words // Nick DePaula
Adidas Basketball has done its due dilligence on several occasions to officially license the use of different names and monikers, like the time they teamed up with DC Comics' "Superman" franchise to incorporate one of Dwight Howard's many nicknames onto several different models. Unfortunately, they met a small snag with the recent use of another of his nicknames -- "Beast."
As you may know, the Beast running shoe from Brooks has been a leader in the motion control market since it was first launched in 1992. One of the industry's most storied series, each season runners with pronation issues look to the Beast to offer up some additional support. When adidas unveiled the Beast Commander last fall and the Super Beast in February, naturally, Brooks took issue with the name.
If you really want to get specific, Brooks Inc. has owned "the Beast trademark for athletic footwear" for nearly two decades now, and is protected by U.S. Federal trademark registration 2,918,842. Because of that little nugget of info, and as part of a larger undisclosed full settlement, adidas will be allowed to sell the Beast Commander and Super Beast only until the end of the Summer 2011 season. Dwight's new signature model for the Fall season rids itself of any "Beast" references, and is dubbed the adiPower Howard. The new name arguably (and conveniently) works better with the brand's new adiPower positioning, opposite of the adiZero Rose model.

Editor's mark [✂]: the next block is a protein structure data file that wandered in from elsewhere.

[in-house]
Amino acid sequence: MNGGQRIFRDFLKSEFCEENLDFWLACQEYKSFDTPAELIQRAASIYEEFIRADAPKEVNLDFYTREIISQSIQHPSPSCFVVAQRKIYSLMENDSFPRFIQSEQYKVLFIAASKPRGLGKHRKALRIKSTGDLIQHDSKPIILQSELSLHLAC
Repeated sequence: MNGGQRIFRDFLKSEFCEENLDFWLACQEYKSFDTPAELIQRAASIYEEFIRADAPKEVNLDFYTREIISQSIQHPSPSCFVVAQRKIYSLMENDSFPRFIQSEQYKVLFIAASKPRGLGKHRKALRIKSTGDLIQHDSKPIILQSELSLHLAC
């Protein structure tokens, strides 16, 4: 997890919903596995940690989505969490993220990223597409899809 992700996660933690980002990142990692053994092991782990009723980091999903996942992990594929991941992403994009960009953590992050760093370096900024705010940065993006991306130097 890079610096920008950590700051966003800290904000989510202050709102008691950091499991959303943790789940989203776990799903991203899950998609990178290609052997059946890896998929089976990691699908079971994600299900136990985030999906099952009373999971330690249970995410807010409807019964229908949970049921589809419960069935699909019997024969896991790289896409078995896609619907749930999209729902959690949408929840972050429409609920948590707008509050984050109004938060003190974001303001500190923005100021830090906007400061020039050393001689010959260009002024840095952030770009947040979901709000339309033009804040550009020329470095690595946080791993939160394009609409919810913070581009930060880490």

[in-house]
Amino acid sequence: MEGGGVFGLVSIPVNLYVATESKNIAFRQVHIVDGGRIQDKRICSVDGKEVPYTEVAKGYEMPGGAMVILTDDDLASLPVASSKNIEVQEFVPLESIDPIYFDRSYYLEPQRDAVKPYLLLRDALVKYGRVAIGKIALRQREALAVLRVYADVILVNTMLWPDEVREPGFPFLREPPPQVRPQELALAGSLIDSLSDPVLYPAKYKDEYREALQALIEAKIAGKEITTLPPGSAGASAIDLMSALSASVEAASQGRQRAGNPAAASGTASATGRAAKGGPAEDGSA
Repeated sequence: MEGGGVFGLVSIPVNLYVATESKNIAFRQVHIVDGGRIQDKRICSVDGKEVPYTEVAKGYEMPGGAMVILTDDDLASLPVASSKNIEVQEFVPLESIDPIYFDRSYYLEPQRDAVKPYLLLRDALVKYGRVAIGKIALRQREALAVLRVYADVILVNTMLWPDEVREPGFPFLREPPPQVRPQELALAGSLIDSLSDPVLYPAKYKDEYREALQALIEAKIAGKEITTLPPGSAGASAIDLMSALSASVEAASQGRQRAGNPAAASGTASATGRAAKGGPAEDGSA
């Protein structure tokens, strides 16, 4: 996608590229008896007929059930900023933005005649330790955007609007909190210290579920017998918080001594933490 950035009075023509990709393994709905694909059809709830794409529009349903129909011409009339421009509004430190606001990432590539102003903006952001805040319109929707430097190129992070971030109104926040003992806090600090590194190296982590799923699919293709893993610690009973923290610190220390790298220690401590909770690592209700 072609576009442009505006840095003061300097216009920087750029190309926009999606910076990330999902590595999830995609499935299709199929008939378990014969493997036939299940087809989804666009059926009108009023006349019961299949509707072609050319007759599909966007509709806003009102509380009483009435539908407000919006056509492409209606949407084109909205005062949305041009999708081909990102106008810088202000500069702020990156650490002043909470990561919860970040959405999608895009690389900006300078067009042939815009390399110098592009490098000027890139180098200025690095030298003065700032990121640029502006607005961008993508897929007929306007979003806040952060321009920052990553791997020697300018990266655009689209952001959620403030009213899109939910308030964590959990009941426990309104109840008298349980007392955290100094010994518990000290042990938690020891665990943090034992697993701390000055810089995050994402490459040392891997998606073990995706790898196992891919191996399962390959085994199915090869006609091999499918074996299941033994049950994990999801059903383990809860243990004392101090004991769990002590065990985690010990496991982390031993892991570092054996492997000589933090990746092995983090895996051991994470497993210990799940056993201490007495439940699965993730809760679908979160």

Brooks Executive Vice President and COO David Bohan had this to say:
"Brooks Sports' high-performance footwear is well known and trusted throughout the running community. We have a loyal base of customers with strong ties to our footwear, including the Brooks Beast. We feel a strong responsibility to protect our trademark, the equity we've built in the Beast franchise, and our customers."
Say goodbye to the Beast line from adidas, and get used to seeing the adiPower Howard series, as seen below, beginning this Fall.